RIO DE JANEIRO (Reuters) - The dark horses from Japan may have failed to spoil Usain Bolt’s send-off party, but lightening team work helped them pull off a massive shock by upstaging North American sprinting giants to win Olympic silver in the 4x100 meters relay on Friday.
On their own, the Japanese sprinters did not stand a chance against the likes of Bolt, American Justin Gatlin or Canada’s Andre De Grasse.
None of the four Japanese men — Aska Cambridge, Yoshihide Kiryu, Ryota Yamagata and Shota Iizuka — have run 100m in under 10 seconds, nor got a sniff of an individual Olympic final.
But what they lack in raw speed, they made up for in seamless baton changes on Friday and gelled to break the Asian record with a time of 37.60 seconds.
It was not only the best Japan has done in the event — they won bronze in Beijing in 2008 — they also did the unthinkable and beat the U.S. into bronze.
The Americans were then later disqualified for stepping into Bolt’s lane and Canada, led by De Grasse, were promoted into third place.
“This is fantastic. This is really fantastic,” said Aska Cambridge, who has a Jamaican father and a Japanese mother.
The Jamaican-born runner, whose personal best of 10.10 seconds is some way behind Bolt’s world record of 9.58 seconds, held his own as he brought the Japanese team home.
“I’m really proud to have been part of a team in Japan,” said Cambridge, laughing off suggestions that due to his heritage he should be called ‘Japan’s Bolt’.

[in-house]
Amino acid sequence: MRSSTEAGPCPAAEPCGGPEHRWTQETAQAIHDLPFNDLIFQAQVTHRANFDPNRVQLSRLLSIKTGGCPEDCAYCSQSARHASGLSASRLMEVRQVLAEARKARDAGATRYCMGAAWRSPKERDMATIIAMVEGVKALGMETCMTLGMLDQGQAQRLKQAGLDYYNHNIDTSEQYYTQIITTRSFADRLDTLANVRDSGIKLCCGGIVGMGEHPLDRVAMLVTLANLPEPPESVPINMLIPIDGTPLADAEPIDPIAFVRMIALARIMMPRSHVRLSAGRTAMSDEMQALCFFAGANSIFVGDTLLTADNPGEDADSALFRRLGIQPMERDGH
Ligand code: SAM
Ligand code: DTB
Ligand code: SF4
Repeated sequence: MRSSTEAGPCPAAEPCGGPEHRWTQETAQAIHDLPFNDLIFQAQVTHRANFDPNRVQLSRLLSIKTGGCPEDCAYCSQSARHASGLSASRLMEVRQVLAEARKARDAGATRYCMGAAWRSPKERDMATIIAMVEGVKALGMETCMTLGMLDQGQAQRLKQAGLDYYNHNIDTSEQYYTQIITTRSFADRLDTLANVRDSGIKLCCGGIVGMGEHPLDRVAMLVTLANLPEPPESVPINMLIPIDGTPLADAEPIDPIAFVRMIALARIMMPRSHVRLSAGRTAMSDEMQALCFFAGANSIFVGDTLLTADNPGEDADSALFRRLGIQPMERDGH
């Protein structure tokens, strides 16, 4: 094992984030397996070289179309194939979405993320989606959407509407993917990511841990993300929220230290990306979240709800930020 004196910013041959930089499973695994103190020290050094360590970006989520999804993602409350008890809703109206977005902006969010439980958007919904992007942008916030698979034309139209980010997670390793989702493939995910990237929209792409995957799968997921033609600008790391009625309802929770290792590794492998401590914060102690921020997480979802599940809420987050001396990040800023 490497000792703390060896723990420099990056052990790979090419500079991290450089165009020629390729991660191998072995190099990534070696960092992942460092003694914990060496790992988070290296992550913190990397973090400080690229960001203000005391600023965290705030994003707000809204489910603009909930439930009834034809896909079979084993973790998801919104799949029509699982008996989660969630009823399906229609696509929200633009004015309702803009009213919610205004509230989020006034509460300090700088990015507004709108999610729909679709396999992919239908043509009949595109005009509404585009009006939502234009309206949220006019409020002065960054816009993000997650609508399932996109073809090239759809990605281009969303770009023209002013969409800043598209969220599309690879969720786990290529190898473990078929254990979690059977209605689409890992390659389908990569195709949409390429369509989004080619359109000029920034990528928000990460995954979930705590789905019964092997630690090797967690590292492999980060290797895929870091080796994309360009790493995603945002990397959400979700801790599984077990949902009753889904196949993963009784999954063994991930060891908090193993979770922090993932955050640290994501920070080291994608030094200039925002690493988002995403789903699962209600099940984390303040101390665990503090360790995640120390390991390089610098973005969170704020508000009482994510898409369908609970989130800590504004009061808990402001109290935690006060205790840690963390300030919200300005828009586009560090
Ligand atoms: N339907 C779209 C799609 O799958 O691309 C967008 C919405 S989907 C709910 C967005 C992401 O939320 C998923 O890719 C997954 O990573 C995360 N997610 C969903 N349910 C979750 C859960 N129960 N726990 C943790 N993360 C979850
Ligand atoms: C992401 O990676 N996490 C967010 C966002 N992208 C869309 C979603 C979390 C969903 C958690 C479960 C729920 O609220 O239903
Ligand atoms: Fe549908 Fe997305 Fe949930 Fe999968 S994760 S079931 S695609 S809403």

Though few fans outside Japan will recognize the faces of the silver medalists, the outgoing Sprint King was not surprised to see Japanese runners hot on his heels.
“Hats off to them,” said Bolt, who won his third 4x100m relay Olympic gold.
“The baton changes are always good and that’s what always helps them, and I think they executed it well today, so I’m not shocked.”
After winning gold, the Jamaicans admitted they had relatively few training sessions for the relay this year and only once with Bolt.
The Japanese team, by comparison, had been working on perfecting their baton handovers since March.
“We’ve been practicing all the time for about six months,” said Iizuka, who ran the second leg. “That’s why we’ve done a pretty good job.”
The sleek baton transfers by Japan are also in stark contrast to problems faced by the U.S., who have been disqualified or bungled handovers eight times in Olympics and world championships since 1995.
They were also disqualified twice more after clinching medals before team members tested positive for drugs.
Editing by Greg Stutchbury